Rianka Dorsainvil

Name: Rianka Dorsainvil

Hometown: Norfolk, VA

Current Title: Founder and President of Your Greatest Contribution; Creator & Host of 2050 TrailBlazers

Industry: Financial Services

Education: B.A., Financial Planning & Services at Virginia Tech

What is the most important professional lesson you've learned to date?

You are in control of your own career. Always be working to master your current role, and figure out what it takes to move to the next level. If you feel like you are not receiving the training that is necessary to excel at your current position, take the initiative and talk to your boss to share the aspects of your job that you feel you have not received development for. Ask to put some time on the calendar for the two of you to go over this, so you can perform at your best and move to the next level.

What has been your biggest professional failure to date and what have you learned from that experience?

Failing the CFP® (Certified Financial Planner) exam. It was a two-day, 10-hour, $600 exam, only offered three times a year, with a pass rate between 55-60%. I put pressure on myself to take the exam because those I had graduated with were all taking it at the same time, but I should have waited. I was planning a wedding, moving, and getting married on top of trying to study, so I failed. I was so upset that I wanted to take it again immediately. My friends and loved ones told me to wait, but I couldn’t because my confidence level dropped. I thought “I’m smart, I can show this exam who’s boss;” that exam showed me who was boss, because I failed it again. But this was the best thing to happen to me. I waited two years, until I truly felt confident, and was absorbing the material rather than just going through the motions of studying. While I was taking the exam, I laughed the entire time to myself because I knew all the answers; I was prepped, and there was nothing in my life that was distracting me, so I could truly focus. The third time was a charm for me, I passed. Although it was the biggest failure, it was a blessing in disguise, because it has turned into a teaching moment. When financial planners tell me they failed the CFP® exam, and automatically think “Well, this isn’t for me,” I ask them “What’s happening in your personal life, were you actually ready?” My failure has been used to help young professionals that have come after me. I can keep them motivated and confident, let them know that they are smart and can do it, too!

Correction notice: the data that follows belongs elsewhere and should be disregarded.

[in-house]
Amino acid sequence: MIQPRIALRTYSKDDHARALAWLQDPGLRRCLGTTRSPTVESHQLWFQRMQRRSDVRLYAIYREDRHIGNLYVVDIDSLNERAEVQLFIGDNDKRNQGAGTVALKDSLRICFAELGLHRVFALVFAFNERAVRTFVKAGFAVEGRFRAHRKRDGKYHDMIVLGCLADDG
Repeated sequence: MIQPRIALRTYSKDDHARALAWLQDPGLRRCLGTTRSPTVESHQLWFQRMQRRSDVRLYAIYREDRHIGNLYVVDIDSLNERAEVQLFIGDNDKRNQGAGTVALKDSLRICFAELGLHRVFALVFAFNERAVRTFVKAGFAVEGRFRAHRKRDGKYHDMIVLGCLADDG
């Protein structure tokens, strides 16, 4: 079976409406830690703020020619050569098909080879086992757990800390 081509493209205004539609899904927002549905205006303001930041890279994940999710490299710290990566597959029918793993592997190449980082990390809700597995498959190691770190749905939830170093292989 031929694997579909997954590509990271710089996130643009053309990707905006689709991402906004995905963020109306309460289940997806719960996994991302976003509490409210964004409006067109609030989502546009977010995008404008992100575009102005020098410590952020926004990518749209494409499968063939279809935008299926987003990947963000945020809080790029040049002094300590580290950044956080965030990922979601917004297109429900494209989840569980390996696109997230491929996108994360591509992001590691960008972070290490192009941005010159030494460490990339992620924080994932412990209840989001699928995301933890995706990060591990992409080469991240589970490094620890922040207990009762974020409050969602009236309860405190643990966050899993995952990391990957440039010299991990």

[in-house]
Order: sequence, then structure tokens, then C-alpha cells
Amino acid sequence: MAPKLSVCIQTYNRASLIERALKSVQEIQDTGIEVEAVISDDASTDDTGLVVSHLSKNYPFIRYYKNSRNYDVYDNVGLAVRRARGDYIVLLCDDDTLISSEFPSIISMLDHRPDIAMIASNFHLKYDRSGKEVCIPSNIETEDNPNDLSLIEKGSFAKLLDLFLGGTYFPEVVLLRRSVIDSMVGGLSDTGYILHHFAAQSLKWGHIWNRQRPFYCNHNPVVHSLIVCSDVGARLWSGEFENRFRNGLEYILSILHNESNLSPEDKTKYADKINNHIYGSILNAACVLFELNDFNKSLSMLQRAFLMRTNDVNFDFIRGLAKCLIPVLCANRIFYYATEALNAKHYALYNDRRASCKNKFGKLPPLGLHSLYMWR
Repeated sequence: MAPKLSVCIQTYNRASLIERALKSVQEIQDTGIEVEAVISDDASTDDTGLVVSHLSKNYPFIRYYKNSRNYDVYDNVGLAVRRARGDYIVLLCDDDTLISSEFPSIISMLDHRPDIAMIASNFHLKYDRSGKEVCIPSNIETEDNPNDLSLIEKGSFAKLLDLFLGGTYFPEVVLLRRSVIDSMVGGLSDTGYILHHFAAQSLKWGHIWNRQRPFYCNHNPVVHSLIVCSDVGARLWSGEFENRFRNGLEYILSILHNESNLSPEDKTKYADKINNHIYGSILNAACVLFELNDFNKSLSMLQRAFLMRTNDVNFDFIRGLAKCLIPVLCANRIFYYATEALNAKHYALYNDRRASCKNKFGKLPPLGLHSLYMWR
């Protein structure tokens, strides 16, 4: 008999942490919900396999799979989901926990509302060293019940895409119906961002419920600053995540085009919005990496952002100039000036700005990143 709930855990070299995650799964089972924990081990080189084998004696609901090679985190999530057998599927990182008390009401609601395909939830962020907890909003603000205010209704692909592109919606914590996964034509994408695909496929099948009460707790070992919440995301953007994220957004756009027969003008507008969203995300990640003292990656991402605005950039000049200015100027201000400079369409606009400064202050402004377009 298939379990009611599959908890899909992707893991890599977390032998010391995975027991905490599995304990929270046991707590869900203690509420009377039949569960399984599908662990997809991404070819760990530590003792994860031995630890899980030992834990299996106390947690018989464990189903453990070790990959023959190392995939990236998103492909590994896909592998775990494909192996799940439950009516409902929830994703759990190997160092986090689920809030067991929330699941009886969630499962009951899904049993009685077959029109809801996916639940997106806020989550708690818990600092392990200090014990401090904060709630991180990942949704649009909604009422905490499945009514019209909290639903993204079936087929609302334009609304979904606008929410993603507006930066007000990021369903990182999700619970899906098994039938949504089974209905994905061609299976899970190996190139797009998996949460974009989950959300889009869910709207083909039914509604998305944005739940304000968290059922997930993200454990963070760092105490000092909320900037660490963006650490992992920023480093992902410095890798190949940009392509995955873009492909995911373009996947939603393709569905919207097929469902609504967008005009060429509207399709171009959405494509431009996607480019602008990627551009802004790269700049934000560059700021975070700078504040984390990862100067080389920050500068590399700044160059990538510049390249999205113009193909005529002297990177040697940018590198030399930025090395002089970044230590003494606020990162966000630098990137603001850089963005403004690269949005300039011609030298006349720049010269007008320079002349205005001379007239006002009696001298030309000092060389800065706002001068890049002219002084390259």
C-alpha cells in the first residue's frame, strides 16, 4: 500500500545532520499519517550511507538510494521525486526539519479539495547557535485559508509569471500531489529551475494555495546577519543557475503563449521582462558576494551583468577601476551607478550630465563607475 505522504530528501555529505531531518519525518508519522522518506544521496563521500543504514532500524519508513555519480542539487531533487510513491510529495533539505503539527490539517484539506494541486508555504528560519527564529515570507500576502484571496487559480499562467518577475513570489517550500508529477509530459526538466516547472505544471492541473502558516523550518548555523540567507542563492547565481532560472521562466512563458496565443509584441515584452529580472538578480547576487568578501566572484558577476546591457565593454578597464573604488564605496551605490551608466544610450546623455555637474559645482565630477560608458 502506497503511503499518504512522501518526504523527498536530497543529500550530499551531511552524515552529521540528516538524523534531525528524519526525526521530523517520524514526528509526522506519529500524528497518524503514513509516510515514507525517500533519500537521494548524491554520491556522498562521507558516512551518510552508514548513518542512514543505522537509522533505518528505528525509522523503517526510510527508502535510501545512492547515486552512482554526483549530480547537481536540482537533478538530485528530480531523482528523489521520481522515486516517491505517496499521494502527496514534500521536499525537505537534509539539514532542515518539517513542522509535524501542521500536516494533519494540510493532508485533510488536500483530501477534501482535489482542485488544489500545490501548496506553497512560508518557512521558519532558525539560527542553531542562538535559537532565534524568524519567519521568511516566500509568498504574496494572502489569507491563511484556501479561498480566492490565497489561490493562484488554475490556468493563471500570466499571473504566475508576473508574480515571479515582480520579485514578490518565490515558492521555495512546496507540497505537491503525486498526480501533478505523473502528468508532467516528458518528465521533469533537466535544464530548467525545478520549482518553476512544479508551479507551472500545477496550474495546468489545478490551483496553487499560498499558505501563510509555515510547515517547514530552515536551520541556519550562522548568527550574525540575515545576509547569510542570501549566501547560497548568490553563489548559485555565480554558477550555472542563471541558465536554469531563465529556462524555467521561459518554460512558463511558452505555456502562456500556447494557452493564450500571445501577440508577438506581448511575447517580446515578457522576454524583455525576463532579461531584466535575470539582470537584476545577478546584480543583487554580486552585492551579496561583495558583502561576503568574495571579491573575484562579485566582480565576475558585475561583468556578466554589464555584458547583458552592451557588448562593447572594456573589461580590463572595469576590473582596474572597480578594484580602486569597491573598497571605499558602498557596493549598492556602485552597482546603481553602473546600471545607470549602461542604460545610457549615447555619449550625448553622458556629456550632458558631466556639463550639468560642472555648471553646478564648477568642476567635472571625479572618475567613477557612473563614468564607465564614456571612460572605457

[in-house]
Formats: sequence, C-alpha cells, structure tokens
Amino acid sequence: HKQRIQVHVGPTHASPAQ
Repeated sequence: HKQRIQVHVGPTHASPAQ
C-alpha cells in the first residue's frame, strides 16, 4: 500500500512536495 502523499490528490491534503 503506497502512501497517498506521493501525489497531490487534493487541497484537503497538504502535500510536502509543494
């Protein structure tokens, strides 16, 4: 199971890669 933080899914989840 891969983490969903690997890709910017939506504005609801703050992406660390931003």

What issues have you dealt with being a woman o color in corporate America and how have you overcome these challenges?

I like to see the positive side of things, so I would rephrase this question to “What have been the advantages of being a woman of color in corporate America?” For me it’s that you stand out, period. Out of 80,000 CFPs, 23% are women (it has remained that percentage for the last 13-14 years); out of the 80,000 there are 1,200 who have self-reported that they are African American, and about 1,400 who are Hispanic. I am biracial; I am Hispanic and African American, so there’s not many of us in this profession. It’s empowering because I know how great of a career and profession this is and this provides the motivation for figuring out how can I get more women and people of color into it.